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Kurt Cobb

Kurt Cobb

Kurt Cobb is a freelance writer and communications consultant who writes frequently about energy and environment. His work has also appeared in The Christian Science…

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The Truth About U.S. Energy Dominance


Much of the media coverage of the American energy industry implies that America has become a vast and growing exporter of energy to the rest of the world and that this has created a sort of "energy dominance" for the country on the world stage.

Whether such reports qualify as so-called "fake news" depends very much on three things: 1) How one defines "fake news," 2) whether writers of such reports qualify the words "imports" and "exports" with the word "net" and 3) which energy sources they are discussing.

In this case let's define "fake news" as claims that official, publicly available statistics show plainly to be false. By that criterion anyone who claims that the United States is a net energy exporter would certainly be guilty of propagating "fake news."

Energy statistics from the U.S. Energy Information Administration (EIA) show that in November 2017 (the most recent month for which figures are available) the United States had net imports 329.5 trillion BTUs of energy in all its forms.* That's down from a peak of 2.74 quadrillion BTUs in August 2006, something that is certainly a turnabout from the previous trend. But all claims that the United States is a net energy exporter must be labeled as unequivocally false.

It turns out, however, that most people making misleading claims about America's energy situation don't actually say or write things which are technically false. What they do is use language which intentionally or unintentionally misleads the reader or listener.

For example, the claim that the United States is an exporter of crude oil is true. But that claim is entirely misleading. While the United States exports about 1.5 million barrels a day (mbpd) of crude oil, it also imports 7.5 mbpd. That puts the net imports of crude oil at about 6 mbpd. (All numbers are four-week averages as of February 23.) This reality is simply not conveyed by the unqualified statement that the United States is an oil exporter. Those making such a claim either haven't done their research, are sloppy writers or intend to mislead. Related: China Is Single-Handedly Solving The Gas Glut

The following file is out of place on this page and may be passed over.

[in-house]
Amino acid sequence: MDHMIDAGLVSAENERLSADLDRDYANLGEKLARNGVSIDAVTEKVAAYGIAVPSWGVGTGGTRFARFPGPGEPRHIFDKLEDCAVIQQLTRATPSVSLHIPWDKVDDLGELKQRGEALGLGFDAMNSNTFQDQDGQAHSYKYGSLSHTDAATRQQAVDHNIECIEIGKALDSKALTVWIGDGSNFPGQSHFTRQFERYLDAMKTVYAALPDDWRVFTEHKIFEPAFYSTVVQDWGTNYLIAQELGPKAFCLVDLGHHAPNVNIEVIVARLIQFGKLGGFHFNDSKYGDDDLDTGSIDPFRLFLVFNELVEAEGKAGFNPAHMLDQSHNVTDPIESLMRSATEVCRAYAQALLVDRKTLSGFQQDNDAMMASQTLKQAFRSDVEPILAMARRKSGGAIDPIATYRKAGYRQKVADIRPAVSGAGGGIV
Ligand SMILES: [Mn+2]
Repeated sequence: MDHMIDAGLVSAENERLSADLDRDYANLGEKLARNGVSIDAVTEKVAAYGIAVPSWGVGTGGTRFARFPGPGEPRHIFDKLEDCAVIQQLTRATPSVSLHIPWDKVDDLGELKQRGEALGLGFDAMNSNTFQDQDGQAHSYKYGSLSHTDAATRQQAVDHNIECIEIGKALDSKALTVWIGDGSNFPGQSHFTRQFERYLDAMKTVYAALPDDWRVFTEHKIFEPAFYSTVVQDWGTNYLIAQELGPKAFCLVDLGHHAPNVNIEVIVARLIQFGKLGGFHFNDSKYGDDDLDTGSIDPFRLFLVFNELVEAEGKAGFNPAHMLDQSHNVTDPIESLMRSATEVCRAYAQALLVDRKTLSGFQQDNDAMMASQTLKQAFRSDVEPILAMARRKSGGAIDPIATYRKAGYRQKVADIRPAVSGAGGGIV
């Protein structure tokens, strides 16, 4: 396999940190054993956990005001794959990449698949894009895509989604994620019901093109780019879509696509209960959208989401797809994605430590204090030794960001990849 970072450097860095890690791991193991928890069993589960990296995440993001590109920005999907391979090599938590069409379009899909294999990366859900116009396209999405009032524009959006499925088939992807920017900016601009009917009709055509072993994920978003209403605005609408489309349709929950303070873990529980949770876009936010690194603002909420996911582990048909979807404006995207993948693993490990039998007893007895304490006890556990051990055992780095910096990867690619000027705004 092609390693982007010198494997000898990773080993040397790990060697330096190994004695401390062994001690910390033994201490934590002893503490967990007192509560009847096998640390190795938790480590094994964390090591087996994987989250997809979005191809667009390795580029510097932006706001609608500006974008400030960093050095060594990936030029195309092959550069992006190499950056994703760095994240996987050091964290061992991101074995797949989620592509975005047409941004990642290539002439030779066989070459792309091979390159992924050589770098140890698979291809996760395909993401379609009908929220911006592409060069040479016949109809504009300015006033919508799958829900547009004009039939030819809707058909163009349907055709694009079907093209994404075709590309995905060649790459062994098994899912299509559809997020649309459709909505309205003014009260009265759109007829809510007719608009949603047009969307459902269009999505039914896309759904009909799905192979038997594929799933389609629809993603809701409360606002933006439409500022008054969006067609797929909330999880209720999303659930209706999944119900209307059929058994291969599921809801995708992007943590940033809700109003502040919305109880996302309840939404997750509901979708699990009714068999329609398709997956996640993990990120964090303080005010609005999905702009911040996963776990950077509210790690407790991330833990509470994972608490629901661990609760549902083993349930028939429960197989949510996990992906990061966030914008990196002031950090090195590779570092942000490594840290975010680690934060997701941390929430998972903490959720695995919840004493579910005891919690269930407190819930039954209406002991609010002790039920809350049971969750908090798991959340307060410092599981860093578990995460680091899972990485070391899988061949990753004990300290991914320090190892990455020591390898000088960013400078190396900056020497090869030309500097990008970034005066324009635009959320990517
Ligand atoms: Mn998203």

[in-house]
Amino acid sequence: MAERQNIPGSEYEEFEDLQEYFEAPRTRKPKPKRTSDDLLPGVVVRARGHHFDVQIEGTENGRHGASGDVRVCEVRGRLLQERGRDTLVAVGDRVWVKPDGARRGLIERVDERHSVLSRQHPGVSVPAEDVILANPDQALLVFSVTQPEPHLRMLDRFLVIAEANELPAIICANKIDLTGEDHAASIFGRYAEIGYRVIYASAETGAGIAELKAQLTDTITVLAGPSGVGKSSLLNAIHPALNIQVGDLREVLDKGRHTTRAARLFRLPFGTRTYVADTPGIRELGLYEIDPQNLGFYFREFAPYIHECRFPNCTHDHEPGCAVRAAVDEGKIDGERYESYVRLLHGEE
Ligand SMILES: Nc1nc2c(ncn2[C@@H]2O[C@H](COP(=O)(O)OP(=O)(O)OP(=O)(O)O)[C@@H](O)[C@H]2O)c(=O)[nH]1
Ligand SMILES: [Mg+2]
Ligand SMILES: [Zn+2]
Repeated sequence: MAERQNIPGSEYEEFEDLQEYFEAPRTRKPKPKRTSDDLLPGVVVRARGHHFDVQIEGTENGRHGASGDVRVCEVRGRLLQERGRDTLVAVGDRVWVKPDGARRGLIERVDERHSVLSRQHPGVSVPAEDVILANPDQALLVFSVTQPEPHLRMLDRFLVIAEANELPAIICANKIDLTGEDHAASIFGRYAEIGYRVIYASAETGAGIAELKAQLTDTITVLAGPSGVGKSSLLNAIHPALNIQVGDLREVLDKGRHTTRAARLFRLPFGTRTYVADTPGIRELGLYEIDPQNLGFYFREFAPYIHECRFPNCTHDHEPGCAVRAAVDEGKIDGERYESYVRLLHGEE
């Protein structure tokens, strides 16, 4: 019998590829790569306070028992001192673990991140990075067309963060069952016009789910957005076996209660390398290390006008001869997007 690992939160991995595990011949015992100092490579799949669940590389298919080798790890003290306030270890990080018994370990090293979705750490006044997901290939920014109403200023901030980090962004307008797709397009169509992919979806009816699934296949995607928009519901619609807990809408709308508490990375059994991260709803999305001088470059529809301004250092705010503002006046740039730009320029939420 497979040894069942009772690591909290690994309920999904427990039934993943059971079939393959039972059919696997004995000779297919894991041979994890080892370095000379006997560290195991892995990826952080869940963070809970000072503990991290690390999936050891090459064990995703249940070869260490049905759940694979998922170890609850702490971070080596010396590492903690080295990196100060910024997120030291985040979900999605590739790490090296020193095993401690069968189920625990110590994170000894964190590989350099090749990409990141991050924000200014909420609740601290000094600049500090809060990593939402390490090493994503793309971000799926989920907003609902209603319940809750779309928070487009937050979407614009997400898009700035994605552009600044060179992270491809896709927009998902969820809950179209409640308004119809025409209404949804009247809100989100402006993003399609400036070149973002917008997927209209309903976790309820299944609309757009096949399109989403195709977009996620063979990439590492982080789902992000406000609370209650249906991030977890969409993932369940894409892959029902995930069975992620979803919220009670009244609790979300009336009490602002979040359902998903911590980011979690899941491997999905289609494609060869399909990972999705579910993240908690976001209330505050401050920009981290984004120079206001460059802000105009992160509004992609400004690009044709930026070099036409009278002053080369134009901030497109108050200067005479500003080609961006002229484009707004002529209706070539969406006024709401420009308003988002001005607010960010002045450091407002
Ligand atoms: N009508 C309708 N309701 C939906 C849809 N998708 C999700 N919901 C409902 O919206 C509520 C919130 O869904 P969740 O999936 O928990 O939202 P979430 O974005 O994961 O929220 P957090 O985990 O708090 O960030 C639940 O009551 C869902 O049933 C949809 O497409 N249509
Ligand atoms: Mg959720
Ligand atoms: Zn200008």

This curious state of affairs in American crude oil imports and exports results from not having enough refining capacity for the kind of oil coming out of the country's shale oil deposits, more properly called tight oil. That oil is too "light" for many American refineries. Therefore, much of it is shipped abroad to refineries with the capability to refine it. The United States tends to import heavier crudes that match its overall refinery capabilities.

The United States has more refinery capacity than it needs for its own consumption of petroleum products such as gasoline, diesel, jet fuel and heating oil. Some of that capacity has long been used to produce these products for export—for over 30 years, in fact.

The EIA reports 4.5 mbpd of these products shipped abroad as the four-week average as of February 23. But that overstates the case since the number includes an enigmatic category called "Other Oil" which consists primarily of natural gas plant liquids (products such as ethane, propane and butane) that are simply not part of the petroleum production stream. Subtracting those gives us about 3 mbpd which are curiously offset by imports of those same products of about 1 mbpd. That puts the net exports of petroleum products strictly speaking at about 2 mbpd—significant, but not enough to make the United States a net exporter of crude oil and petroleum products combined. The country remains a net importer of about 4 mbpd of those combined products.